Victoria Police in time counting warning

Senior officer says truck unit training boosted as national regulations are open to manipulation by drivers

By Ruza Zivkusic-Aftasi | September 10, 2013

Victoria Police has questioned the time counting rules under the national heavy vehicle regulations, saying there is room for "manipulation" by drivers.

Speaking at Freight Week event’s safety day last week, Inspector Bernie Rankin says fatigue management rules can be misinterpreted.

"It is actually possible for a heavy vehicle driver to drive for 16 hours and 15 minutes in one day," Rankin says.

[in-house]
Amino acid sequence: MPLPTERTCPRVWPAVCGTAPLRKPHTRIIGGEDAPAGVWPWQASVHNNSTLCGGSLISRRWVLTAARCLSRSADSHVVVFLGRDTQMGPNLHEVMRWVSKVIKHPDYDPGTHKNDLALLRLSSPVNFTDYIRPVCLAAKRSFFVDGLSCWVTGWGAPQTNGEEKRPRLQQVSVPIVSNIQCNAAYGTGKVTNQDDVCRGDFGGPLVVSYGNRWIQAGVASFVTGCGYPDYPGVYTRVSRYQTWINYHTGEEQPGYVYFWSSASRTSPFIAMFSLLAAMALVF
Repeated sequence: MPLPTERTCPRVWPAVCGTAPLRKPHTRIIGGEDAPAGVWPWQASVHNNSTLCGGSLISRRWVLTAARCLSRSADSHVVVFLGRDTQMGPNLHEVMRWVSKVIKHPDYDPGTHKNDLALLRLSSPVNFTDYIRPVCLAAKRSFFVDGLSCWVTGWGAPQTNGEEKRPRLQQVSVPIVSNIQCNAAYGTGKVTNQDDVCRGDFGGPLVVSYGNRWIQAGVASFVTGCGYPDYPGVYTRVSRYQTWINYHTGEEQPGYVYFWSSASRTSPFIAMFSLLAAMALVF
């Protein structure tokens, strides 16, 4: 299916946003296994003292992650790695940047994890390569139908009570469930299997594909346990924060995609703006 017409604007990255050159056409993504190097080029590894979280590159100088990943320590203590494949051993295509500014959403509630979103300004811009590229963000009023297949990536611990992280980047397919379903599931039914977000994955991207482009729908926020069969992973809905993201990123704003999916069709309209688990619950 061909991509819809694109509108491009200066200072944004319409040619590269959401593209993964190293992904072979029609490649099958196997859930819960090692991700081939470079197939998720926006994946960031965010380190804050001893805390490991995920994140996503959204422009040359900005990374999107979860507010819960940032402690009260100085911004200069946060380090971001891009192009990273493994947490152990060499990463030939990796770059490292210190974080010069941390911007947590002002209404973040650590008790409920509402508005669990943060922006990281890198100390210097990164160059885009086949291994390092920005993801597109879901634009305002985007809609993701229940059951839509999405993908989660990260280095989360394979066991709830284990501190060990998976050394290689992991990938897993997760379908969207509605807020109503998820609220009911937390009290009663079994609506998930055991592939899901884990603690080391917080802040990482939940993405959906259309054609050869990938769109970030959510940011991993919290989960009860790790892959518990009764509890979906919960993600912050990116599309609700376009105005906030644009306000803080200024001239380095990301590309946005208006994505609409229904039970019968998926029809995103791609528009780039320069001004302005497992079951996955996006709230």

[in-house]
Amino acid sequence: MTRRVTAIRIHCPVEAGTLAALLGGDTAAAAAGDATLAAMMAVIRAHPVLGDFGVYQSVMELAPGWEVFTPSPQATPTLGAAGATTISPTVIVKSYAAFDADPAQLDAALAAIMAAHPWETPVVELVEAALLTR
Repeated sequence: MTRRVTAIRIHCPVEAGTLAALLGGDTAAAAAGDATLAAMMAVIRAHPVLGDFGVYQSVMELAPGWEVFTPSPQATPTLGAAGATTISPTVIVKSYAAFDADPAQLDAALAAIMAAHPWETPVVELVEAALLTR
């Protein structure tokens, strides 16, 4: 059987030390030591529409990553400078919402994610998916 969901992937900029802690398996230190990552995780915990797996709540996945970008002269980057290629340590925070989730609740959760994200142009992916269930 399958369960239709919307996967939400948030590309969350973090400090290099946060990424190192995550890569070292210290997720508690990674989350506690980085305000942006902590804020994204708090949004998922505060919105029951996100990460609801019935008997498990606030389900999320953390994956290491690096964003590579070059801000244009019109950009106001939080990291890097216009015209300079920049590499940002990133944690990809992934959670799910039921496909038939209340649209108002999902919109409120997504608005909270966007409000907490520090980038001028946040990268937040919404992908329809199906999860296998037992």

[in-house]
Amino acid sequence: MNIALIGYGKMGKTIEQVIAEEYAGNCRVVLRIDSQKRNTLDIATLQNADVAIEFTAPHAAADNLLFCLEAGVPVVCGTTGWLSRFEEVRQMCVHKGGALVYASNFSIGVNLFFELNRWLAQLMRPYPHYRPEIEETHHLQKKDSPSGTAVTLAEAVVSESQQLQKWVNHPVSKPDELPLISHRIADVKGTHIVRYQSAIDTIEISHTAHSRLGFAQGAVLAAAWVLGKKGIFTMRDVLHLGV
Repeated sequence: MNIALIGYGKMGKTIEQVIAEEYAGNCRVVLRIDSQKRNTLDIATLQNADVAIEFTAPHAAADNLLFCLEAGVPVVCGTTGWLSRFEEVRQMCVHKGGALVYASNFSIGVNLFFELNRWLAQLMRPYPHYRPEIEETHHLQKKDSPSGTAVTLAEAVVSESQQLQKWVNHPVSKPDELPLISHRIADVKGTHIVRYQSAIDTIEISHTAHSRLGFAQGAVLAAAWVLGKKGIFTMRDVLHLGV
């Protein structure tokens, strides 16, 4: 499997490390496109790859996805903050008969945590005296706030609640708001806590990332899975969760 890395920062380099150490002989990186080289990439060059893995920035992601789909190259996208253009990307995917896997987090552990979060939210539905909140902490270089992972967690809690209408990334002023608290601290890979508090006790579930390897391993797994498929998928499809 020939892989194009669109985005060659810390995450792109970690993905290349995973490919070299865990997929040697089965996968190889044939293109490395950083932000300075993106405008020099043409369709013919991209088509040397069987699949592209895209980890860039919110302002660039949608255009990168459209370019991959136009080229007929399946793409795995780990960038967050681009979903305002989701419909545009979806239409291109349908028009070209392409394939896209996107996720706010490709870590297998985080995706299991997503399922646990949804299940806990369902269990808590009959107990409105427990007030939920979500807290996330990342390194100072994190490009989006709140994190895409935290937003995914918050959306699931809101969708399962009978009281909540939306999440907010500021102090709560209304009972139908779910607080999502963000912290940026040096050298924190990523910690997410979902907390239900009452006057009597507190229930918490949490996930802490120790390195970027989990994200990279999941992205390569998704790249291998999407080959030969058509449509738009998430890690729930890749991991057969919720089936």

"Where I stand, I don’t think that’s a sensible law – the counting time provisions can be manipulated."

He says the police have stepped up its training of the heavy vehicle policing unit and warns that those fatigued will be caught.

"I just want to provide a note of caution; whether you’re anticipating driving the truck for that period of time in one day, at the end of the day you’re still accountable," Rankin says.

"You can be tired and fatigued after two hours on the road and, if we can demonstrate that you’re fatigued … we will prosecute it not under road safety but crime.

"That’s the reality of it – if you’re driving a heavy vehicle, the legislation and the counting time provisions might say you can do this and that but, at the end of the day, you still have a responsibility to other road users.

"We have convicted people who have been on the road for a relatively short period of time in fatigue-related deaths."

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